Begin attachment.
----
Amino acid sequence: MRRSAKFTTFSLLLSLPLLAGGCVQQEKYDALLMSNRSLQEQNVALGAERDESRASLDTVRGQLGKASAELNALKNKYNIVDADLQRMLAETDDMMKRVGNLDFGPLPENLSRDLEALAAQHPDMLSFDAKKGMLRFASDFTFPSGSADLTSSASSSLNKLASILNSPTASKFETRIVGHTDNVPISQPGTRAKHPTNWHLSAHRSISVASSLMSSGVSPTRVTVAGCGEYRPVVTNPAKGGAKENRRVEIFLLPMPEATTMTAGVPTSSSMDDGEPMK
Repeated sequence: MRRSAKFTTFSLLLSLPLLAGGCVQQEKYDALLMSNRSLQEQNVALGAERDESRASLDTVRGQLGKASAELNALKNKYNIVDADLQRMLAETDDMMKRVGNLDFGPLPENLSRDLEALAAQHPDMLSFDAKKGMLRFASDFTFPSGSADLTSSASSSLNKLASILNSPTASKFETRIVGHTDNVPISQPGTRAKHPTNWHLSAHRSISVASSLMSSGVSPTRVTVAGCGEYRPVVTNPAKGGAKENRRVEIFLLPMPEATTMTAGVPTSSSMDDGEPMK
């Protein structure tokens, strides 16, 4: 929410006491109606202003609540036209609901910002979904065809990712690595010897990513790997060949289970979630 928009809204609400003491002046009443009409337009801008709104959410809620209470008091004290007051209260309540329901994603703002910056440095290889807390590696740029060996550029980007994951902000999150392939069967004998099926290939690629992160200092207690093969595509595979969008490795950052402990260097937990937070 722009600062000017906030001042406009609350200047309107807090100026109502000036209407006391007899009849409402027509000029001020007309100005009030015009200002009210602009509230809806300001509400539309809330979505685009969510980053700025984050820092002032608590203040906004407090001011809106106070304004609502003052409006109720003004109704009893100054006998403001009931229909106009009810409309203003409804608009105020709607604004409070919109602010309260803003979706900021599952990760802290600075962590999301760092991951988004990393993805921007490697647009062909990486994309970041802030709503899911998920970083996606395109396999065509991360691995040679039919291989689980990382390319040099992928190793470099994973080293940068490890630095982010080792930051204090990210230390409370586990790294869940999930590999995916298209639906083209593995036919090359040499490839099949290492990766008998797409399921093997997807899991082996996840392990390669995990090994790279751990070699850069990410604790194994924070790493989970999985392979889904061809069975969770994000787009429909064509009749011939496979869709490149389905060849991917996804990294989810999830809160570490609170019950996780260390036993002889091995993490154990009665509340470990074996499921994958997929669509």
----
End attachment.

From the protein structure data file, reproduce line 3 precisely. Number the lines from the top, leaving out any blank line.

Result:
């Protein structure tokens, strides 16, 4: 929410006491109606202003609540036209609901910002979904065809990712690595010897990513790997060949289970979630 928009809204609400003491002046009443009409337009801008709104959410809620209470008091004290007051209260309540329901994603703002910056440095290889807390590696740029060996550029980007994951902000999150392939069967004998099926290939690629992160200092207690093969595509595979969008490795950052402990260097937990937070 722009600062000017906030001042406009609350200047309107807090100026109502000036209407006391007899009849409402027509000029001020007309100005009030015009200002009210602009509230809806300001509400539309809330979505685009969510980053700025984050820092002032608590203040906004407090001011809106106070304004609502003052409006109720003004109704009893100054006998403001009931229909106009009810409309203003409804608009105020709607604004409070919109602010309260803003979706900021599952990760802290600075962590999301760092991951988004990393993805921007490697647009062909990486994309970041802030709503899911998920970083996606395109396999065509991360691995040679039919291989689980990382390319040099992928190793470099994973080293940068490890630095982010080792930051204090990210230390409370586990790294869940999930590999995916298209639906083209593995036919090359040499490839099949290492990766008998797409399921093997997807899991082996996840392990390669995990090994790279751990070699850069990410604790194994924070790493989970999985392979889904061809069975969770994000787009429909064509009749011939496979869709490149389905060849991917996804990294989810999830809160570490609170019950996780260390036993002889091995993490154990009665509340470990074996499921994958997929669509």